HTML5 Forms Styled With CSS3

Let me start by saying that HTML5 and CSS3 are two different things. Secondly HTML5 is still just HTML and CSS3 is still just CSS. I’ve been noticing that people are confusing these two specifications with each other and making it more complicated then it is.

HTML5 is a set of new specifications added to already existing HTML specifications, plain and simple. CSS3 are the newest specification of CSS, such as box-shadow, text-shadow, transition, etc. We still use HTML to structure content and now with the HTML5 specification we can handle dynamic data such as geo-location for example. CSS is still used to style and create nice effects like shadows, nicer mouse-overs, without needing Javascript. and the old regular things such as color, margin, floats, etc.

Remember HTML5 is HTML, the new doctype; <!DOCTYPE html> is backwards compatible. If you like me always coded using the XHTML way, it is still valid. There aren’t any issues with closing your tags, personally I find it neater and easier to keep the code error free.

But besides all technicality, it will continue to be HTML5 pure for marketing purposes, that’s why the W3C has commissioned a logo to represent HTML5.

html5 logo

Now lets take a look at creating forms using HTML5. While browser support isn’t 100% yet that we can forgo Javascript, we are getting close. There are now standard field attributes to recognize an email address input, placeholder text, autofocus and more.

Once you have created your barebone form it is time to style it with CSS. Add some gradients to the fields, create a nice image free button and use some nice font.

The HTML5 code

A Form of Madness

How to Build Cross-Browser HTML5 Forms

Have a Field Day with HTML5 Forms

Fun with HTML5 Forms

The CSS3 code

Styling a Simple Form using CSS3

Using CSS3 to style forms written in HTML5

Customizing web forms with CSS3 and WebKit

  1. By Chris Huff posted on February 7, 2011 at 8:28 pm
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    Good, helpful resources. Thanks. I did have a question about something you said, though. You mentioned that since browser support isn’t 100% yet, we’ll still have to incorporate some JavaScript. At what point can we stop using JavaScript in our forms? Even when the latest browsers do support HTML5 and CSS3 fully, there will still a significant number of internet users who use older browsers, and it will always be a matter of weighing the trade-off between development and accessibility for all users.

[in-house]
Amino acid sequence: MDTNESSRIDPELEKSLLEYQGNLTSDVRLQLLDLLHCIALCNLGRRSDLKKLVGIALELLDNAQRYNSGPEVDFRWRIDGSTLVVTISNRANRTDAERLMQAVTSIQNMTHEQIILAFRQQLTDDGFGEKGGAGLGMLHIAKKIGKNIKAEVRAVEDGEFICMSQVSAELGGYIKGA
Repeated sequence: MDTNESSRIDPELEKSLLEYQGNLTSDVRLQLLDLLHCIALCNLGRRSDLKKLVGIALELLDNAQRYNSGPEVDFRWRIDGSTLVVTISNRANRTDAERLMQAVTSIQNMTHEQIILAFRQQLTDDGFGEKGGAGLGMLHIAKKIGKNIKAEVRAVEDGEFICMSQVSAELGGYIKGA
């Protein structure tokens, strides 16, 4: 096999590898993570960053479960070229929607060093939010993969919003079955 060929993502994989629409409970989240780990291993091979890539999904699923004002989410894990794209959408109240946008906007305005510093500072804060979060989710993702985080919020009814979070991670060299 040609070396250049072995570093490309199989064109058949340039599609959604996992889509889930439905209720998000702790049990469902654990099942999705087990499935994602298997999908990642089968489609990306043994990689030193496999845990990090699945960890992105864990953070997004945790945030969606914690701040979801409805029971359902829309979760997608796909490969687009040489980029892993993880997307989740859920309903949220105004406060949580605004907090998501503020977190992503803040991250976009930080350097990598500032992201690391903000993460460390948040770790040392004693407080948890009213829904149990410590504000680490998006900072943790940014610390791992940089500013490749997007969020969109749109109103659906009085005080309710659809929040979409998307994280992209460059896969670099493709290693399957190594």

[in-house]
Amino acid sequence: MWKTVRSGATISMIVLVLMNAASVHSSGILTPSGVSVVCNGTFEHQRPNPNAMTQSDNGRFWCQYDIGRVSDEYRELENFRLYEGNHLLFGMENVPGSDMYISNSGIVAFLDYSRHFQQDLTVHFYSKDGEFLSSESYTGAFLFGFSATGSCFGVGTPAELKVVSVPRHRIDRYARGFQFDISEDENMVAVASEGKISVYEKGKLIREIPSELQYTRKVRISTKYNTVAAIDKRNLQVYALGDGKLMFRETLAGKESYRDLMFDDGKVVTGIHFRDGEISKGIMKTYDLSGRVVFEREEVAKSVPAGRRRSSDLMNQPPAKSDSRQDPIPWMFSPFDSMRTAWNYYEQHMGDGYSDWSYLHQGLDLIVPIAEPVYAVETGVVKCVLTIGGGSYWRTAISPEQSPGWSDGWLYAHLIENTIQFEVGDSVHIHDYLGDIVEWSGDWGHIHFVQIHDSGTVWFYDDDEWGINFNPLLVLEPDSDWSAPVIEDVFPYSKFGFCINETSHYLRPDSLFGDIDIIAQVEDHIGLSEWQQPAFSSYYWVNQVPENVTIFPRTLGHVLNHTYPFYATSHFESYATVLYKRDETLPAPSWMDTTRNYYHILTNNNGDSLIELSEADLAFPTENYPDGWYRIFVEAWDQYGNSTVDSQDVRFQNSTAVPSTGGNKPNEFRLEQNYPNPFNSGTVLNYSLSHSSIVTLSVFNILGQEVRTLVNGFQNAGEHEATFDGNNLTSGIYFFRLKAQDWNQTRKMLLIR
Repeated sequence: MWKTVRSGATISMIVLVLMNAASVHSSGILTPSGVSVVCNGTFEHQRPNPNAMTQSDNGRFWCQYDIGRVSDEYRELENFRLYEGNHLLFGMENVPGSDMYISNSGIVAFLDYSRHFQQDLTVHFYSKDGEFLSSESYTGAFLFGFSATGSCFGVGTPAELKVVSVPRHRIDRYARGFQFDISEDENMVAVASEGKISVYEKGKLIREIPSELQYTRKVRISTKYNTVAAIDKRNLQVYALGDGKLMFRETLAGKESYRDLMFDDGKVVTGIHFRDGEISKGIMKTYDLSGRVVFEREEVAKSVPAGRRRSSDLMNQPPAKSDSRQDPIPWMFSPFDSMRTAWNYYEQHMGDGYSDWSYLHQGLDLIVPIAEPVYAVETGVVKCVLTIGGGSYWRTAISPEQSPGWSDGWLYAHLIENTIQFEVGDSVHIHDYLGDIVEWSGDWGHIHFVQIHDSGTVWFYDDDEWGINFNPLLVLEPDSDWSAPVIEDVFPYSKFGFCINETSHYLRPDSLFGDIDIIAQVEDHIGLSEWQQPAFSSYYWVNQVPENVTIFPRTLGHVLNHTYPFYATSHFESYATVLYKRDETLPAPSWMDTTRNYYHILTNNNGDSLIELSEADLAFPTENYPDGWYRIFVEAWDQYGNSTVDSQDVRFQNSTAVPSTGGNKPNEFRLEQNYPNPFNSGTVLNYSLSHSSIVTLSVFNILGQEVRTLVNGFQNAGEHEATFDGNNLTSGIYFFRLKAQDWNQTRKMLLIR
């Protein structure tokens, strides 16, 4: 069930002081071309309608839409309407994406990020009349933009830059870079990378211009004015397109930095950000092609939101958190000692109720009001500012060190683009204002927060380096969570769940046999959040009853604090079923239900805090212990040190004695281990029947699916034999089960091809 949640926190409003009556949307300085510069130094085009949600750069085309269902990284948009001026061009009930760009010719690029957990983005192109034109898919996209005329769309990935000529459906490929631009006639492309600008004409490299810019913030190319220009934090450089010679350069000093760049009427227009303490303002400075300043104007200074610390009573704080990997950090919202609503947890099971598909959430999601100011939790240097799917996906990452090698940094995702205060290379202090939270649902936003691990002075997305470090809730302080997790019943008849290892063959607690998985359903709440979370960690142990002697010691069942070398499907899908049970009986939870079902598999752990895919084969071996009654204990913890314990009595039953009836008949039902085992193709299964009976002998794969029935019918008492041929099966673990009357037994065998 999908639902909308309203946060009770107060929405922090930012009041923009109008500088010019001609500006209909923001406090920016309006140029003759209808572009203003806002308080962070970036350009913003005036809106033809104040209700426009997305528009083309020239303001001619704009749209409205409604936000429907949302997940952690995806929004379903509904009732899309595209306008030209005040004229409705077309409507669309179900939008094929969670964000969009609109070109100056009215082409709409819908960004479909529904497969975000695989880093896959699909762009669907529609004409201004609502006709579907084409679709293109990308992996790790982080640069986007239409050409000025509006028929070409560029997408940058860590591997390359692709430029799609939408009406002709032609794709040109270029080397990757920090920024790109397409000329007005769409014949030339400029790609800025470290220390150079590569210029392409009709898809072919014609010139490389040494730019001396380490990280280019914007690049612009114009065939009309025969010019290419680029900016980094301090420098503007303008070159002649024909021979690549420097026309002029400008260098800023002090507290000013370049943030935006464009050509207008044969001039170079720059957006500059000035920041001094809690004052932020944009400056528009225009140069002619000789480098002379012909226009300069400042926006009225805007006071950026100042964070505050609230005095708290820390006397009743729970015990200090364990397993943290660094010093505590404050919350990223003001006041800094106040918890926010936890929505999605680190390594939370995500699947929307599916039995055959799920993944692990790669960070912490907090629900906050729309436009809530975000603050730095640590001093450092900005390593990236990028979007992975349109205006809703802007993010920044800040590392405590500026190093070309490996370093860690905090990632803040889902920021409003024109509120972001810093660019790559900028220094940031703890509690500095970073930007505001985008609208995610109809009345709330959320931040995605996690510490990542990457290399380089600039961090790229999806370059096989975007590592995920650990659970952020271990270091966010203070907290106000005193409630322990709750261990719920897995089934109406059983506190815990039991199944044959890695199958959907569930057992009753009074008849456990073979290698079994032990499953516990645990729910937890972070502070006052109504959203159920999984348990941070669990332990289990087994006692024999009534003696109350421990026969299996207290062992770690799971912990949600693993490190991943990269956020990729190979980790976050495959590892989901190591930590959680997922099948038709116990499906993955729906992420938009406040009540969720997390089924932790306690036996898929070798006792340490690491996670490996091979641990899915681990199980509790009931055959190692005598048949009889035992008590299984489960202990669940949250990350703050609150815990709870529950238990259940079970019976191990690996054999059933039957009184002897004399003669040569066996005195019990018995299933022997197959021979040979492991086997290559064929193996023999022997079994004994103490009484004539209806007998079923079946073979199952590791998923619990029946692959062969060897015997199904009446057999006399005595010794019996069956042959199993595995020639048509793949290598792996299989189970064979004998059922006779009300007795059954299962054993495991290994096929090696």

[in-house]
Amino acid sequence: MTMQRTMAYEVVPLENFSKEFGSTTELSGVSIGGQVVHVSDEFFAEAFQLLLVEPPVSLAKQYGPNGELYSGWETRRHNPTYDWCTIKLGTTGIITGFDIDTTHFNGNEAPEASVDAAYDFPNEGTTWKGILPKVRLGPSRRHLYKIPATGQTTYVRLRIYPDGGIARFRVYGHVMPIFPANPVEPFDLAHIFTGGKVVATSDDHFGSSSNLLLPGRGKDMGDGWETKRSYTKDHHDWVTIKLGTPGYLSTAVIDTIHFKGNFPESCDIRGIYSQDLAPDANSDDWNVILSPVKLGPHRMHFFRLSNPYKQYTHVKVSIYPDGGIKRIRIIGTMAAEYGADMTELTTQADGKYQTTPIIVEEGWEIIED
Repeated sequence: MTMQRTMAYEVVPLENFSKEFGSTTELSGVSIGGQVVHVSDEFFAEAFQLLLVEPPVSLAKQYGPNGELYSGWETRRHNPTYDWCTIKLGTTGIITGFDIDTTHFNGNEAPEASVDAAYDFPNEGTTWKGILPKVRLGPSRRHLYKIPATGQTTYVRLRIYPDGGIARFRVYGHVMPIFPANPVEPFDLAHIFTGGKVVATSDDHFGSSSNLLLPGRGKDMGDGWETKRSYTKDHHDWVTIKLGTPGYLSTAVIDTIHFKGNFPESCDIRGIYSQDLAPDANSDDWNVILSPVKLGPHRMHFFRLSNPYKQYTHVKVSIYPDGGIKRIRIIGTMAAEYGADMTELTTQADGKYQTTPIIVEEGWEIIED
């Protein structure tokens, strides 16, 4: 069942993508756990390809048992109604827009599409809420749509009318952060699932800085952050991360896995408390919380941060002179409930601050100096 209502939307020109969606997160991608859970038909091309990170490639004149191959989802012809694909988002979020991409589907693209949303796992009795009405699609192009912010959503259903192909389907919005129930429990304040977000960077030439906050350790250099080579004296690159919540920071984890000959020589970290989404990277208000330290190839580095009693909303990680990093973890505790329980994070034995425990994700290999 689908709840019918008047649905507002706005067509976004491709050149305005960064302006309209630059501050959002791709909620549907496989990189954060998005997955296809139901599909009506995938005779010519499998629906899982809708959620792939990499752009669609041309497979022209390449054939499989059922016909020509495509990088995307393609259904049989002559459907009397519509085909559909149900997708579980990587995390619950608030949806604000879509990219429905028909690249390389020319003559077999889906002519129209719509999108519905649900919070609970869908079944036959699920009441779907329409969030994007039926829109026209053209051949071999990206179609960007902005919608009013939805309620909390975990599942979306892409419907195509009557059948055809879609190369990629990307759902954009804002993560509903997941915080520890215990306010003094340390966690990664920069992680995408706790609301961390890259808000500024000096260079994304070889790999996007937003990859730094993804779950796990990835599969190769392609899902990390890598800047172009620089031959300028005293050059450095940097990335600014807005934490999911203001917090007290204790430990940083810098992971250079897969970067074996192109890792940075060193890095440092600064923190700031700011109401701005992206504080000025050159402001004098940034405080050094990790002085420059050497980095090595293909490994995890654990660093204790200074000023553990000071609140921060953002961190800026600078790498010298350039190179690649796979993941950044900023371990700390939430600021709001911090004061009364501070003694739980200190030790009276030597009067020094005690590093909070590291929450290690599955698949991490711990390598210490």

2. By g.evans posted on February 8, 2011 at 9:46 am
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    Nice to hear about some new things which HTML5 and CSS3 are bringing to the table. My knowledge of HTML5 is pretty limited but this has given me a little bit more of an insight into what is capable of being achieved with the latest versions.

    I particularly like the rounded edges and subtle gradients. However, like chris has mentioned about the javascript, would you say it is better to just use background image corners to achieve rounded corners in all browsers? Or should we start moving people forward into 2011 with the language of HTML5 and CSS3…

  3. By nikola arezina posted on February 8, 2011 at 1:19 pm
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    I just making my first HTML5 site, I’ve came to the forms :) nice resource. I’ve already found some of these, but it’s nice to have it at one place

  4. By Hyde posted on February 8, 2011 at 4:09 pm
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    You are right Chris. The use of Javascript will depend on the target audience. Currently browser vendors are pushing out updates really fast compared to a few a years ago. W3C is now actively marketing the use of HTML5. All modern browsers use an update alert to make users aware that they should update.

    But choosing what to implement in a website is always in consideration of the target audience.

  5. By Ahmad Alfy posted on February 9, 2011 at 12:16 am
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    I’ve been using jQuery.html5form for sometime now and it’s working perfectly
    Making the HTML5 behave well on old browsers.


  6. By Lucica posted on February 16, 2011 at 2:32 pm
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    Hi, thank you for mentioning our CSS3/HTML5 tutorial from CssGallery.info.

    I would like to mention that I don’t see why all the talking about Javascript: you can do server side validation with a bit of ARIA to improve the UX and the accessibility of the site. For the rounded corners in Internet Explorer you might wanna use CSS3 PIE and skip the JS which will probably add more load than you might want and need. These will work very well on all browsers, all devices and for all visitors which means improved accessibility and sexy looks :)

  7. By Taimur Asghar posted on February 16, 2011 at 6:26 pm
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    Excellent resource! HTML5 is future.. !

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